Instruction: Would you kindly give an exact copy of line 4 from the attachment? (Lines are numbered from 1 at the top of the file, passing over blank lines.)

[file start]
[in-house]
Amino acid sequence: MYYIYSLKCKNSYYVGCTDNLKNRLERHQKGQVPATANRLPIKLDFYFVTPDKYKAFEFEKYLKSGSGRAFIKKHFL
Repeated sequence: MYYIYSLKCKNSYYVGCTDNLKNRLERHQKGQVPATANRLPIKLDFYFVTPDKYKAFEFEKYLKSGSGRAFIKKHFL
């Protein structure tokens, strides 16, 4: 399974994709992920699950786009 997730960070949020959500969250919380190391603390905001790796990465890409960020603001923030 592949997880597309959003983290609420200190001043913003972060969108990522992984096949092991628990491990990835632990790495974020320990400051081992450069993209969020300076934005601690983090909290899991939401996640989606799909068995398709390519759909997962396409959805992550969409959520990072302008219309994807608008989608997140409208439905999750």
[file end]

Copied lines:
């Protein structure tokens, strides 16, 4: 399974994709992920699950786009 997730960070949020959500969250919380190391603390905001790796990465890409960020603001923030 592949997880597309959003983290609420200190001043913003972060969108990522992984096949092991628990491990990835632990790495974020320990400051081992450069993209969020300076934005601690983090909290899991939401996640989606799909068995398709390519759909997962396409959805992550969409959520990072302008219309994807608008989608997140409208439905999750």